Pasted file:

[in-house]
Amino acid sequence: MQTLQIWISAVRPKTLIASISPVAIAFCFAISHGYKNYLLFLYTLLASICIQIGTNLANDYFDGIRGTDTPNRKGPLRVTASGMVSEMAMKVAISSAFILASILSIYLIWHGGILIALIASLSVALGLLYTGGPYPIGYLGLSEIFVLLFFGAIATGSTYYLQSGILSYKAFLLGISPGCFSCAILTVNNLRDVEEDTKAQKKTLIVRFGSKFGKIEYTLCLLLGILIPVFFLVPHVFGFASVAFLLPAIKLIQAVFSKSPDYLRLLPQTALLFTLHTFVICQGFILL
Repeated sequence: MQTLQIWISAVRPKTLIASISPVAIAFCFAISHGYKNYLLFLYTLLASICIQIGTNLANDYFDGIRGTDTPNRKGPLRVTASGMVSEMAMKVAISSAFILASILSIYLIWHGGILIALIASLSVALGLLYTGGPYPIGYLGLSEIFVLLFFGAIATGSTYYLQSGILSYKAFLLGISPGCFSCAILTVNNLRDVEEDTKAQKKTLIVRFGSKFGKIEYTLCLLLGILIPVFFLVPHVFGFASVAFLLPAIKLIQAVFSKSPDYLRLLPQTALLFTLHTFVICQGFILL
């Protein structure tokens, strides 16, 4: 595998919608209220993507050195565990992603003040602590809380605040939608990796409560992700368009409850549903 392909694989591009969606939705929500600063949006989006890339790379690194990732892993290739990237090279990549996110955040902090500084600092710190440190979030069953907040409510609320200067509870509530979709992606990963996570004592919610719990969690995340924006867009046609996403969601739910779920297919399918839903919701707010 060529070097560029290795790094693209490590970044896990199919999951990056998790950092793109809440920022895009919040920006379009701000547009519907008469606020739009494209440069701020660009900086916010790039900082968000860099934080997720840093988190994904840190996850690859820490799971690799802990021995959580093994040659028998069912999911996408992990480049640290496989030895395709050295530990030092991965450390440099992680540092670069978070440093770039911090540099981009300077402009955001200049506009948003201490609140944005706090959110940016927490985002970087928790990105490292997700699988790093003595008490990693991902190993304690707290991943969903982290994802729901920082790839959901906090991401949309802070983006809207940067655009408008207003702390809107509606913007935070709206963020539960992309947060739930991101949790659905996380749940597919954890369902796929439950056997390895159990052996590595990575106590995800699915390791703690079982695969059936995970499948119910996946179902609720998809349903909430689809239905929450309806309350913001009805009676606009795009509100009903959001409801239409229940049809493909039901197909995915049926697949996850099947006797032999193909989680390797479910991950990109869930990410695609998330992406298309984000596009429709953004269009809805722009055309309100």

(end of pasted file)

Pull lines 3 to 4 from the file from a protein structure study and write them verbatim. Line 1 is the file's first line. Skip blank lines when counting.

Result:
Repeated sequence: MQTLQIWISAVRPKTLIASISPVAIAFCFAISHGYKNYLLFLYTLLASICIQIGTNLANDYFDGIRGTDTPNRKGPLRVTASGMVSEMAMKVAISSAFILASILSIYLIWHGGILIALIASLSVALGLLYTGGPYPIGYLGLSEIFVLLFFGAIATGSTYYLQSGILSYKAFLLGISPGCFSCAILTVNNLRDVEEDTKAQKKTLIVRFGSKFGKIEYTLCLLLGILIPVFFLVPHVFGFASVAFLLPAIKLIQAVFSKSPDYLRLLPQTALLFTLHTFVICQGFILL
């Protein structure tokens, strides 16, 4: 595998919608209220993507050195565990992603003040602590809380605040939608990796409560992700368009409850549903 392909694989591009969606939705929500600063949006989006890339790379690194990732892993290739990237090279990549996110955040902090500084600092710190440190979030069953907040409510609320200067509870509530979709992606990963996570004592919610719990969690995340924006867009046609996403969601739910779920297919399918839903919701707010 060529070097560029290795790094693209490590970044896990199919999951990056998790950092793109809440920022895009919040920006379009701000547009519907008469606020739009494209440069701020660009900086916010790039900082968000860099934080997720840093988190994904840190996850690859820490799971690799802990021995959580093994040659028998069912999911996408992990480049640290496989030895395709050295530990030092991965450390440099992680540092670069978070440093770039911090540099981009300077402009955001200049506009948003201490609140944005706090959110940016927490985002970087928790990105490292997700699988790093003595008490990693991902190993304690707290991943969903982290994802729901920082790839959901906090991401949309802070983006809207940067655009408008207003702390809107509606913007935070709206963020539960992309947060739930991101949790659905996380749940597919954890369902796929439950056997390895159990052996590595990575106590995800699915390791703690079982695969059936995970499948119910996946179902609720998809349903909430689809239905929450309806309350913001009805009676606009795009509100009903959001409801239409229940049809493909039901197909995915049926697949996850099947006797032999193909989680390797479910991950990109869930990410695609998330992406298309984000596009429709953004269009809805722009055309309100």